According to reports the UK’s Sky News, Unilever has already enlisted the help of headhunting consultancy Egon Zehnder International to begin the search for a suitable replacement.
Impact and legacy
Unilever’s choice to appoint Polman as CEO back in 2008 was a big change for the company, as the ex-Nestle boss was Unilever's first-ever external CEO.
He took the helm at a somewhat rocky time for the manufacturer; according to the senior research analyst for European food and household, personal care and cosmetics at research and brokerage firm Bernstein, Andrew Wood, this was a time when Unilever was both “poorly managed and perceived”.
After initiating some “substantial” cultural, management and operational changes, Polman transformed the company and its brands into a higher quality.
Unilever’s Sustainable Living Plan, developed under Polman, has given Unilever an identity and a purpose beyond just simple financial metrics, Wood said, and should also be a driver of strong and sustainable returns into the long-term.
‘A real success story’
Head of research at Shore Capital Clive Black echoed this, saying Unilever has been “a real success story” under Polman’s direction, as seen in its share price movement - although the Kraft-Heinz takeover bid did come as a shock to the Anglo-Dutch business, and at the time prompted commentators to suggest that a change in leadership could be in the pipeline.
The partner and CEO of Swiss-based equity brokerage and asset management company MainFirst, Alain-Sebastian Oberhuber, told FoodNavigator Polman was “a strong character who was able to transform the company materially. The company is much more focused on sales growth and has improved its market position in all categories.
“The only spot on the white shirt is the last disposal of the spreads business and maybe also the dressings business”, Oberhuber added.
Unilever announced it would be selling off its spread business, which includes the brands Flora and Stork, after turning down Kraft-Heinz’s merger attempt. This was seen by analysts as a bid to reassure investors by restructuring and selling off the weaker business divisions.
From an investor point of view, Wood said Polman has been as divisive as the manufacturer’s iconic brand Marmite, which is renowned for (and heavily marketed as) dividing entire populations into one of two camps: you either love it or hate it.
“Polman engenders strongly differing opinions from investors. Some investors simply do not like him or his ‘preachy’ style on Sustainable Living…and more than one investor has remarked on a perceived ‘god complex’. However, many investors really like Polman…and consider that he will be a very difficult CEO for Unilever to replace.”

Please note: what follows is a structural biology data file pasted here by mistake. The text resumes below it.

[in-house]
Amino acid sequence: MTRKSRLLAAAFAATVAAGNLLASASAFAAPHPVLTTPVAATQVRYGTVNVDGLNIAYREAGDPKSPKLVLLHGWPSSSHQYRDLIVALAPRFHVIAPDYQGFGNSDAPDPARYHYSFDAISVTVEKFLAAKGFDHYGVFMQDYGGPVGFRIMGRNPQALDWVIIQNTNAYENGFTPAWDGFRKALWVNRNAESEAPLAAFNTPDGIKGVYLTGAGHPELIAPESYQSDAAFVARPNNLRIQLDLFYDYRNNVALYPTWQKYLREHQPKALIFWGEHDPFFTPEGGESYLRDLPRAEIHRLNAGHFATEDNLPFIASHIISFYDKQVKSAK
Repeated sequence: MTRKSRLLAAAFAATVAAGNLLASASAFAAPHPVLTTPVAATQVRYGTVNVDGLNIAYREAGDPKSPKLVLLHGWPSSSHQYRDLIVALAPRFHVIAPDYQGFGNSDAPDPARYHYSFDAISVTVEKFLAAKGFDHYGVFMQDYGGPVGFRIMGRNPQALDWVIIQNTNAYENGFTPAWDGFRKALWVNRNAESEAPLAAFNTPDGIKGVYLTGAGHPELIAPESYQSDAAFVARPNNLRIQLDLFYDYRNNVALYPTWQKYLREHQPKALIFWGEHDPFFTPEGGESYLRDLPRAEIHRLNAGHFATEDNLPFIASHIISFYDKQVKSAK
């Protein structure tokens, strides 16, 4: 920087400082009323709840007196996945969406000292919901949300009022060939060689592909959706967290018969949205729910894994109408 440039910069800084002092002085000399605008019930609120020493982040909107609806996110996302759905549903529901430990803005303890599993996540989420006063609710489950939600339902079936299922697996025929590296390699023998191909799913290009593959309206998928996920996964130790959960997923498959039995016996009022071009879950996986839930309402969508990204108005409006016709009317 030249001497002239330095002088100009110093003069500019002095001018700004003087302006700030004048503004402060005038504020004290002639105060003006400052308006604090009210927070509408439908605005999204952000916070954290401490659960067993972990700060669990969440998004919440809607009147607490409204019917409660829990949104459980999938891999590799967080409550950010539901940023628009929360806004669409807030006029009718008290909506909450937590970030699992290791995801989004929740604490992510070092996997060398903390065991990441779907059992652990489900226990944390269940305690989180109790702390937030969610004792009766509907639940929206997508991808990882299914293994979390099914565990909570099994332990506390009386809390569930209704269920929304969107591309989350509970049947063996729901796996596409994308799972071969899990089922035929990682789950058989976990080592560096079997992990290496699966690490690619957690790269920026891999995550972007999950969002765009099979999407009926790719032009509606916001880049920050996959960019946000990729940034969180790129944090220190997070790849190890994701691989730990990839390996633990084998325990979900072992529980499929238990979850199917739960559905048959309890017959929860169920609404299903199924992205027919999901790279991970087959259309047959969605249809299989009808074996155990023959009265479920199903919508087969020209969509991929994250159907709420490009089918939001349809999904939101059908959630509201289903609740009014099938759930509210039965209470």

Given that Unilever has one foot – or, rather, half its headquarters – in the EU and the other in the UK, does Polman’s rumoured departure come at a potentially rocky time as the UK negotiates the terms of Brexit?
Analysts remain cautious. “[…] Clearly any change in the top chair as the UK and the EU divorce adds an extra dimension to sensitivity and any replacements immediate priorities,” said Black.
“That said, Unilever is a group that is long-standing and has dealt with the volatilities of the globe's political economy for many years and whilst we face uncertainty in Europe, the term crisis is not wholly appropriate at this time.”
Who’s queuing up to take the top spot?
When pressed to name any standout candidates that could be in line to take the top spot at Unilever, Oberhuber said he expected the board to recruit externally, and suggested three names: Wan Ling Martello, current executive vice president and CEO of Nestlé Asia, Tesco CEO Dave Lewis
or Antoine St Afrique, the CEO of Barry Callebaut.
Both Lewis and de Saint-Affrique previously held senior executive roles at Unilever, were highly regarded in the company and are said to have parted on friendly terms. They also have a deep understanding of the internal workings of Unilever and experience at the helm of a publically listed company.
However, there could be one factor working against them, Wood warned: “a reluctance of Polman or [chairman of the board Marijn] Dekkers (and the Nominations Committee) to effectively indicate that a departure from Unilever proved to be an appropriate way to advance within Unilever, ahead of executives who stayed and remained ‘loyal’”.
The ‘soup and soap’ manufacturer could also recruit internally, conducting external searches for comparison’s sake. Polman himself appeared to favour this approach when speaking to Bernstein back in 2014.
"We have a depth of talent in many of our regions now, which the investor community has become exposed to,” he said. “So the goal should be to find an internal successor, or ideally have two to three candidates internally. But if it would be me, I would also recommend to benchmark that against the external world, just to keep us honest."